This chapter describes the interpretive perspective in all its richness and variability in guiding research and advancing understanding of a wide range of phenomena in aging and life-course research. It discusses the interpretive perspective with other variants of social science theorizing, particularly normative perspectives on aging and life course-placing its development in historical context. The chapter addresses the contentious issue of causal explanation, as understood in diverse disciplinary contexts. It highlights some prominent normative theoretical approaches in social gerontology, by way of providing a comparative context for our primary consideration of the interpretive perspective. A given theoretical perspective in gerontology can focus solely on macro level, structural phenomena, on micro-level behavior and social interaction, or on understanding of the links between macro and micro phenomena.
This chapter traces the development of concepts and theories in the sociology of aging from the 1940s through the mid-1970s through seven themes. The first theme describes the importance of age in social structure and the place of the aged in changing societies. The second theme focuses on the issue of ‘successful aging’: how to define, measure, and achieve it. The third theme highlights the tension between social structure and individual agency in the activity versus disengagement theory controversy. The fourth theme concerns the social meanings of age, age cohorts, and generations, as well as interactions between age groups. The fifth theme focuses on families, aging, and intergenerational relations. The sixth theme of age stratification deals with the interplay between cohort succession and the aging of individuals. The seventh theme addresses the life course as a socially constructed process.
There can be little doubt that older people have today assumed a special place in the American social policy and political landscape. They constitute a large and growing population, they are increasingly well organized, and they are the recipients of public benefits that are the envy of every other social policy constituency in the nation. This chapter reviews and assesses different theoretical approaches that may help account in all or in part for these fairly recent and remarkable developments. The organization here centers on six distinct theoretical avenues for better understanding these political and policy developments: the logic of industrialization and policy development, the role of political culture and values, the presence of working-class mobilization, the impact of individual and group participation, the weight of state structure, and the effects of policy in shaping subsequent events.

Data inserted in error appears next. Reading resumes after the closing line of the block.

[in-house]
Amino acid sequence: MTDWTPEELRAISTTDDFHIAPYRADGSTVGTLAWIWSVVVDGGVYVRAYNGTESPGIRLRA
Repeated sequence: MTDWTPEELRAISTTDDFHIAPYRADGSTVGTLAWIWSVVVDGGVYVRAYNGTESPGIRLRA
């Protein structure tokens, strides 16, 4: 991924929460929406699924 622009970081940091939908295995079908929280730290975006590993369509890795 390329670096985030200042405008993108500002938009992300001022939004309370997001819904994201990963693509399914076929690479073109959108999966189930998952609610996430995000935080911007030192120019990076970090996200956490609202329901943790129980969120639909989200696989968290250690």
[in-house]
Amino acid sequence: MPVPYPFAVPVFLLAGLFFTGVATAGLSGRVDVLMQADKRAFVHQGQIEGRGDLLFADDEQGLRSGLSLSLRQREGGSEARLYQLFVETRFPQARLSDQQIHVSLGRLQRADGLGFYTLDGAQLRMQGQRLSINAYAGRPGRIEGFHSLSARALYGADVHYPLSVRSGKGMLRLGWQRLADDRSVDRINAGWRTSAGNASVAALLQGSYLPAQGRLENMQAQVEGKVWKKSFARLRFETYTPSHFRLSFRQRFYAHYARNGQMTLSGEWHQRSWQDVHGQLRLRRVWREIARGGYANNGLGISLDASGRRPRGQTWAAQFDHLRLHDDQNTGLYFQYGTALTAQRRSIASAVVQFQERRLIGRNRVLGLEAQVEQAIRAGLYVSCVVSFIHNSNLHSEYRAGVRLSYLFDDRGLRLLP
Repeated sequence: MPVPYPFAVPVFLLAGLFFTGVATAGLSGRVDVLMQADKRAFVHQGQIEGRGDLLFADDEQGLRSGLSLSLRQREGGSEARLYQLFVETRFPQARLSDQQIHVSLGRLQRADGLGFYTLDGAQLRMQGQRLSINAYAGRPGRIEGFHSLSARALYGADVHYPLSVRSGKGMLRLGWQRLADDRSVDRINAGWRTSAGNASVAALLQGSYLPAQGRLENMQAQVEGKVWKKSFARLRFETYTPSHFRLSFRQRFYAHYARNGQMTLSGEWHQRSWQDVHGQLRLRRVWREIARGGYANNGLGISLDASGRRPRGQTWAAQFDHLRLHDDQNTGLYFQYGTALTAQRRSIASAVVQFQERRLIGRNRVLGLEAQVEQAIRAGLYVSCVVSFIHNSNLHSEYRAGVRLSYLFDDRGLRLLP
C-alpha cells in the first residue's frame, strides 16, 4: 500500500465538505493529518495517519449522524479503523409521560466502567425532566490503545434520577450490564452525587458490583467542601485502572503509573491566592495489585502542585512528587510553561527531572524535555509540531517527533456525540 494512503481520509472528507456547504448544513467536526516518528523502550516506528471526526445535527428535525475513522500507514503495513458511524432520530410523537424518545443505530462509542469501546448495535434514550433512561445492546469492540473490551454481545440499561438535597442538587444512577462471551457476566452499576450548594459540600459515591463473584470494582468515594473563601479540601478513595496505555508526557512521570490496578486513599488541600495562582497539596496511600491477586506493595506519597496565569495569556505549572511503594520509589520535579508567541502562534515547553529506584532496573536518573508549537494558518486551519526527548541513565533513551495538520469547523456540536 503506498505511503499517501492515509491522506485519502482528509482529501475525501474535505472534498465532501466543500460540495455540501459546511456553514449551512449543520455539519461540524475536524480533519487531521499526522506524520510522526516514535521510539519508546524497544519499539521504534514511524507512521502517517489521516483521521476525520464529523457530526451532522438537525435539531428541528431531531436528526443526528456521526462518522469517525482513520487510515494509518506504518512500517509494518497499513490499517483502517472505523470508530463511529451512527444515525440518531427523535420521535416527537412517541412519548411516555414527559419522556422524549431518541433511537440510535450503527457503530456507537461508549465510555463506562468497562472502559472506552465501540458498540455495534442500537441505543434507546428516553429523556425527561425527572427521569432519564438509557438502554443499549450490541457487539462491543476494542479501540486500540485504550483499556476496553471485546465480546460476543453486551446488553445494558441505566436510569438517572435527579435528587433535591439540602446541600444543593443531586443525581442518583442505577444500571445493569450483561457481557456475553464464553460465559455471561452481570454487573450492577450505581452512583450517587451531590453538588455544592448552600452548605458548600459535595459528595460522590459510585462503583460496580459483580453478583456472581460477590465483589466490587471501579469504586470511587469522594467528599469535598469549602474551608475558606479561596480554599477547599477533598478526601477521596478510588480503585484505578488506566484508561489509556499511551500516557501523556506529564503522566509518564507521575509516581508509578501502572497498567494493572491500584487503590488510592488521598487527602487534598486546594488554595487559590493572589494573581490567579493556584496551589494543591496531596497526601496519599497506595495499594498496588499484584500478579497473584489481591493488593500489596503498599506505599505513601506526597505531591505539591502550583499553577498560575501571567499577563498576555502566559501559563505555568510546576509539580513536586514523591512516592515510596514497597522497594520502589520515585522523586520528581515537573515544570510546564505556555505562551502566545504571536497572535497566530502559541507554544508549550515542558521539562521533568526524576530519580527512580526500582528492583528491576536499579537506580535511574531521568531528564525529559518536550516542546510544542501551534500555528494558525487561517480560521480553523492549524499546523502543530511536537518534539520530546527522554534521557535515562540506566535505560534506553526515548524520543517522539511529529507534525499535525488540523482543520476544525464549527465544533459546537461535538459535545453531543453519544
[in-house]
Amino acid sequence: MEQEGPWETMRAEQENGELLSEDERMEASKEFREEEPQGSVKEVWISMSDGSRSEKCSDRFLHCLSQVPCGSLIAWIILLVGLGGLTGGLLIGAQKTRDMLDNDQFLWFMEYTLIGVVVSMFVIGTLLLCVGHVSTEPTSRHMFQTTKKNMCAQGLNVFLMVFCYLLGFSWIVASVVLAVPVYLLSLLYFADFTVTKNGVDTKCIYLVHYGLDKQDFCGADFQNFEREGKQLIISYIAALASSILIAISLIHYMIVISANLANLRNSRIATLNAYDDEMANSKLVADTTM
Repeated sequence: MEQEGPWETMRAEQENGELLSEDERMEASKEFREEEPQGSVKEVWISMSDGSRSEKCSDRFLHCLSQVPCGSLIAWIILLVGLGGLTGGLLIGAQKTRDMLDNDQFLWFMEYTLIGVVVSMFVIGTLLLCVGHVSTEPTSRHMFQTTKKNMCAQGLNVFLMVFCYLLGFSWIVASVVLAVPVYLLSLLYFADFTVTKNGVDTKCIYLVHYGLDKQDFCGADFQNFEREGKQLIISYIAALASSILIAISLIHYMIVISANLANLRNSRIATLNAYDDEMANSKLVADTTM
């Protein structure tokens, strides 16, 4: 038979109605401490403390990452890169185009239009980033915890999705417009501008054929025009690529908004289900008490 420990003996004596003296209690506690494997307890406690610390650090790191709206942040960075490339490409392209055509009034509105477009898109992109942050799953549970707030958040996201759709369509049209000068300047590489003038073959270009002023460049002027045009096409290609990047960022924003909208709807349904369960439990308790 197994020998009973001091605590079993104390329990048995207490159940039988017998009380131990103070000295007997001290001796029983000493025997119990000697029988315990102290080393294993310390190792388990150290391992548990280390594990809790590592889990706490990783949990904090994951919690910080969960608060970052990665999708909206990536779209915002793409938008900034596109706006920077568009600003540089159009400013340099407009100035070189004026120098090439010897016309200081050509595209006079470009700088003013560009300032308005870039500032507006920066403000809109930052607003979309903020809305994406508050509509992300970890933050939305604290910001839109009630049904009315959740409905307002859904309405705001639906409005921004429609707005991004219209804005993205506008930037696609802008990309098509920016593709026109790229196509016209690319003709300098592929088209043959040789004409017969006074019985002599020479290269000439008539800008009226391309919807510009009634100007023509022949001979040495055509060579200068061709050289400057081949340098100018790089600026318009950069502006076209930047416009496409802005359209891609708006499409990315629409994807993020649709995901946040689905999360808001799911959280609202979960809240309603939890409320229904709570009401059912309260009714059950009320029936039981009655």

This chapter discusses the assessment and laboratory findings, imaging, diagnosis and management of ascites. A common complication of cirrhosis is ascites, or the accumulation of fluid in the abdominal cavity. Ascites that develops from cirrhosis is associated with portal hypertension. The patient with cirrhosis and ascites may complain of increased weight gain, lower extremity edema, and abdominal bloating or distension. Physical examination findings may reveal a distended or even tense abdomen, positive fluid wave, dullness to abdominal percussion, and peripheral edema. Routine laboratory testing, such as complete blood count, complete metabolic panel, and liver function testing, should be performed with new-onset ascites and at routine return visits. Patients with cirrhosis and ascites can develop electrolyte imbalances and renal failure. Ultrasound is helpful to determine whether ascites is present if there is any uncertainty upon physical examination. Patients should abstain from alcohol consumption and avoid using nonsteroidal anti-inflammatory drugs.